Category Archives: intimate partner violence

Less than One Percent

We live in a time of political triage, and in an environment characterized by blatant sexism and misogyny. It takes very little mental effort to know what that overlap generates – and where our laws, public policies, and politics choose to focus. Even with human rights, human dignity, and civility in the balance, we conclude that we cannot do it all. Through the fierce logic of cost-benefit utilitarian thinking, we decide to do what will benefit the greatest number at the least cost, with weight on the scales by the powerful elite interests. The issues that remain – the sea of waving petitions of the aggrieved – are simply deferred to an ill-defined future date, ignored, or swept aside. Not even self-interest will necessarily prevail; consider the 62% of white, non-college educated women who became Trump voters, surprisingly placing theirs and other women’s dignity and equality as a lower priority. But then we also live in a time where many of us are resigned to accept the way things are as being immutable, and a byproduct of the allegedly inherent self-serving nature of human beings (again, as reinforced by capitalist economics notions).

Until the Harvey Weinstein scandal.

Are we at a unique tipping point in our social norms? It’s still much too early to say, but any optimism that the age of gender equality and equity is fast approaching must be tempered by the recognition that men’s sexual harassment of women has been the norm throughout all of recorded history (except that such sexual harassment and violence has rarely been considered sufficiently noteworthy to be recorded). One need only reflect on the many people who were aware but who tolerated (or were compelled to stay silent about) the reprehensible behavior that was the standard operating procedure by Mr. Weinstein over more than three decades. So many powerful men have been called to account in the weeks that have followed; one might just dare to feel a twinge of vindication, a lightness in one’s step…but perhaps not yet.

Sexual harassment is, of course, but one form in the panoply of gendered manifestations of abuse of power and violence directed against women, girls, and marginalized persons which those of us in the feminist research world classify under the umbrella term “gender based violence” (GBV). That’s an especially large umbrella, with as many at 35% of the world’s women (or more than 1.3 billion female persons, for those who are moved by exceptionally large numbers) being subjected to sexual or physical violence in their lives – a fundamental disrespect of universal dignity and a gross violation of human rights. The most graphic examples of GBV consist of physical violence and emotional abuse – domestic violence, intimate partner violence, non-partner sexual violence, honor killings, forced and unwanted sex, early and forced marriage, female genital cutting, human trafficking, and the gendered deprivation of resources and rights. The vast majority of the perpetrators of such GBV enjoy impunity, either because those victimized remain silent (for many valid reasons), or because the rule-of-law and cultural institutions of governance almost always place a low priority on dealing with GBV. Is there an element of triage in choosing what kinds of crimes to prosecute? Or are certain human beings simply not deemed to be as important: women, girls, and marginalized persons? The fact that this victimized population constitutes more than half of humanity ought to be statistically significant, but such is not the case. Continue reading Less than One Percent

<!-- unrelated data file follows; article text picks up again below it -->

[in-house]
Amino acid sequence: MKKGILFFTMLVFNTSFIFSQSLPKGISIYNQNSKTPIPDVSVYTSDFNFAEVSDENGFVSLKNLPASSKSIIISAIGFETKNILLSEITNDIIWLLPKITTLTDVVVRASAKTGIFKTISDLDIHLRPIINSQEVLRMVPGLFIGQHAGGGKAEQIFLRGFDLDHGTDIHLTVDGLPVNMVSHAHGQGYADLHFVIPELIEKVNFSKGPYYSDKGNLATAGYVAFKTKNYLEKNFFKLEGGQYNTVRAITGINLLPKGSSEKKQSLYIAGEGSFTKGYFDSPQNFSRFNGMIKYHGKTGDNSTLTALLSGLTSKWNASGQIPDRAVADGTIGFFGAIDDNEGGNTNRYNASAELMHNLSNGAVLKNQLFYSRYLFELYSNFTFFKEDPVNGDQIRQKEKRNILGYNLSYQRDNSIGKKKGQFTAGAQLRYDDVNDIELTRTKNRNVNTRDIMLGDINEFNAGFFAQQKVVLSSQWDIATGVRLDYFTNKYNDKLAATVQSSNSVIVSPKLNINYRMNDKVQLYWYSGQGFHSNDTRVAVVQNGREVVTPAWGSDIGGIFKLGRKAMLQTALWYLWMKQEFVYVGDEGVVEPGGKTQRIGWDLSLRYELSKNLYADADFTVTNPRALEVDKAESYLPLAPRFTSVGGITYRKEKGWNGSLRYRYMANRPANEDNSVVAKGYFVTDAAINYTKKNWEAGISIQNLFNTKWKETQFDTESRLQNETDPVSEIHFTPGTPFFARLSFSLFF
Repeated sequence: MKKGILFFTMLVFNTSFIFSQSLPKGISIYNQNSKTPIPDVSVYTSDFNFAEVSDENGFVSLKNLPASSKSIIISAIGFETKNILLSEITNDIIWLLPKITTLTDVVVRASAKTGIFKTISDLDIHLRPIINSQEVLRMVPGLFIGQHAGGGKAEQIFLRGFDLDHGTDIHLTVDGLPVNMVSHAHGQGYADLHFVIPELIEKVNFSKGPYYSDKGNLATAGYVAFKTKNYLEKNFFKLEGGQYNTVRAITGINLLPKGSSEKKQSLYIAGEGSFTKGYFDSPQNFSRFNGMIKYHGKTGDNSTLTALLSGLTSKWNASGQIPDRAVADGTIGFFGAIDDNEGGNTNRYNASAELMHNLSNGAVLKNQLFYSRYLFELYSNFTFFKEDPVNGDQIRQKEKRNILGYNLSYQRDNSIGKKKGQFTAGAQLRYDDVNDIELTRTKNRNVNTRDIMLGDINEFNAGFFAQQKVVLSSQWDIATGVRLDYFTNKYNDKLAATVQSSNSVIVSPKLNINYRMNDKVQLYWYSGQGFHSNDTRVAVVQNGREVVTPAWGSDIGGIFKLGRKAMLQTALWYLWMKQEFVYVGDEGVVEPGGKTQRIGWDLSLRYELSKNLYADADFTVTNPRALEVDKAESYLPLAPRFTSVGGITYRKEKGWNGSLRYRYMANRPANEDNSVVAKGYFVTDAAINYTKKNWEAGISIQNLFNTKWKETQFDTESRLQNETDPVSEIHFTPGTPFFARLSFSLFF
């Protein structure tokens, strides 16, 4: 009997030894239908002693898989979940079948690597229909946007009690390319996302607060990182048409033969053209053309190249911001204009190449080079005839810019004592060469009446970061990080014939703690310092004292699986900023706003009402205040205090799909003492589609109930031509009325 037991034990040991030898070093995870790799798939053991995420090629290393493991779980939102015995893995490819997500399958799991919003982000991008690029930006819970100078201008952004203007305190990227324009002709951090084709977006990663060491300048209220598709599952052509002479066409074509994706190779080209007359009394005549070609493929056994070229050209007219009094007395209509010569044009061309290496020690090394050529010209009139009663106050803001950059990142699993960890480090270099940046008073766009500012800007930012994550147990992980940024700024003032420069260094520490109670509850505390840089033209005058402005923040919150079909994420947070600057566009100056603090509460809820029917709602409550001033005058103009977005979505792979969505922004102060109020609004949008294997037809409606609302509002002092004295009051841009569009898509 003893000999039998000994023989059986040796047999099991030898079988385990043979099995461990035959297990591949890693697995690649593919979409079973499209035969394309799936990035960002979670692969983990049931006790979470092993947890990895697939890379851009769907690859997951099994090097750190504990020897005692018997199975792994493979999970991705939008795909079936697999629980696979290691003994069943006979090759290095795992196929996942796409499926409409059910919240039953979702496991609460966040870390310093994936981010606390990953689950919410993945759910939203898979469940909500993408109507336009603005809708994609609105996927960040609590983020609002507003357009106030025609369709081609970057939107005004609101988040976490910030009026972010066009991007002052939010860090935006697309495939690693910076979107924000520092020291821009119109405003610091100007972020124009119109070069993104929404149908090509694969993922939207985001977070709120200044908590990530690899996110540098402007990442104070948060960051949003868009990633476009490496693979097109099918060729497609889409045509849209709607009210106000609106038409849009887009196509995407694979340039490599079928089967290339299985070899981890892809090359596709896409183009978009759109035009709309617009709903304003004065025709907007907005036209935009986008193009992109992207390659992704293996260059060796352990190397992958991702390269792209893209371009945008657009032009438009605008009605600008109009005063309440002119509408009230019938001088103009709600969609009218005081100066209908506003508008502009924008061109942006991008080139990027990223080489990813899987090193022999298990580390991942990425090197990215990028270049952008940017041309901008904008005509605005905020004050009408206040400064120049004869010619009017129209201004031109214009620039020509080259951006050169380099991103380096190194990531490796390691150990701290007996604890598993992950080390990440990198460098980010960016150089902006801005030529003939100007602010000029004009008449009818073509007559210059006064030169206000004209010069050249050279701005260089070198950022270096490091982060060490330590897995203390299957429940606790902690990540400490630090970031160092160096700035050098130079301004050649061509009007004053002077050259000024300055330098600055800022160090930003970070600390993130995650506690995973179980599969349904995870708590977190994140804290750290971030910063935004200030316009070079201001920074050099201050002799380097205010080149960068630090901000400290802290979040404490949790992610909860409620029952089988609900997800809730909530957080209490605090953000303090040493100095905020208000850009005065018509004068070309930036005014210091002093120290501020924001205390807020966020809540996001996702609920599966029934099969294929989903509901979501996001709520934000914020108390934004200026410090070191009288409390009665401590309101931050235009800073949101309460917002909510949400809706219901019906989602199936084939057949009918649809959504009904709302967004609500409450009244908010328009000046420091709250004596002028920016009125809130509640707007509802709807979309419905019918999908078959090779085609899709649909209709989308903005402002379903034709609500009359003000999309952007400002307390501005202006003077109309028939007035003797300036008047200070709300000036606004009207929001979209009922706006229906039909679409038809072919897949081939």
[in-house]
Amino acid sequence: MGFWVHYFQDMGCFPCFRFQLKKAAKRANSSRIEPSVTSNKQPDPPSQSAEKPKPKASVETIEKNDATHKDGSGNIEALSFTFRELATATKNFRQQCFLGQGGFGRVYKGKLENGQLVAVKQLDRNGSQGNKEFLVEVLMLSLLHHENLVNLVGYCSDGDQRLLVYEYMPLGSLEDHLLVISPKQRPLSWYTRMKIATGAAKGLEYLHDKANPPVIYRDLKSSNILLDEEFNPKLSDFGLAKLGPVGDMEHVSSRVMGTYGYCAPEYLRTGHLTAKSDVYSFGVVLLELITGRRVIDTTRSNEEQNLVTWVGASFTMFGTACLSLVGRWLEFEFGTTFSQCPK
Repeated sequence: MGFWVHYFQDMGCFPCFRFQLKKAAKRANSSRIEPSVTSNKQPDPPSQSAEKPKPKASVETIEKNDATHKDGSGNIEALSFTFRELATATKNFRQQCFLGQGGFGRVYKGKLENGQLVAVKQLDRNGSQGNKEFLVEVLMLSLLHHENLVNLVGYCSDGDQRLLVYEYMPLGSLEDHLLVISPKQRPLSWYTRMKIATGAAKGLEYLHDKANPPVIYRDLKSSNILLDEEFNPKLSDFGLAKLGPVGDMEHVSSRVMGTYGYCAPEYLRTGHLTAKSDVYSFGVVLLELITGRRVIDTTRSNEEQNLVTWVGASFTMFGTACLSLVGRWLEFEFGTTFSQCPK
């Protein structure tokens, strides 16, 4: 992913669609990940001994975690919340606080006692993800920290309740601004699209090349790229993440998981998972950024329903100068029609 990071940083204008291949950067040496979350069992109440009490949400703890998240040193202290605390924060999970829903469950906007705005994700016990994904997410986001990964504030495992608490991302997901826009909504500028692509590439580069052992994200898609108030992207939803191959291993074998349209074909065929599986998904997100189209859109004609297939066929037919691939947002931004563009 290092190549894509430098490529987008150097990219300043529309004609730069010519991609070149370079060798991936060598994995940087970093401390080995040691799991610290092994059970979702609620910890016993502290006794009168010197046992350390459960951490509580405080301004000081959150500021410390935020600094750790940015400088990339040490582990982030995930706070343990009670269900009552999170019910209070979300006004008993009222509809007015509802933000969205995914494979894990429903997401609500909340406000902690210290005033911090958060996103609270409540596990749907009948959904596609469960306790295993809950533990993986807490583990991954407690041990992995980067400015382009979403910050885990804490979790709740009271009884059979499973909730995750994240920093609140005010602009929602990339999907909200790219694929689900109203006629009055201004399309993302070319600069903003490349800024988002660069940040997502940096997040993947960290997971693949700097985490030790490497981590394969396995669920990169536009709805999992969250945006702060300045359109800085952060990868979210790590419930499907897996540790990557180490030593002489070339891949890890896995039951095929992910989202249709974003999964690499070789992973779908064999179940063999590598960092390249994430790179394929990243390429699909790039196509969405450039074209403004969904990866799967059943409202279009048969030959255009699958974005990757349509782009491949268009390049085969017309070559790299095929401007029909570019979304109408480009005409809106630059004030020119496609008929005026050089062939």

Beyond Abstractions: Confronting Trans-Directed Violence

Note: This blog first appeared on November 20th, 2017 on the Ms. Magazine blog site, and can be directly accessed there at:

http://msmagazine.com/blog/2017/11/20/beyond-abstractions-confronting-trans-directed-violence/

 

Gender-based violence (GBV) is no abstraction.

GBV’s impacts are grievous, debilitating—and can be fatal.  Women and girls are most often the victims of GBV, and by far the majority of perpetrators are men and boys. The fact that GBV is dramatically split along gender lines is disturbing—but for those of us who identify as feminist researchers, we feel fully committed to studying GBV, determining the most effective prevention practices and discerning the best ways to support victims.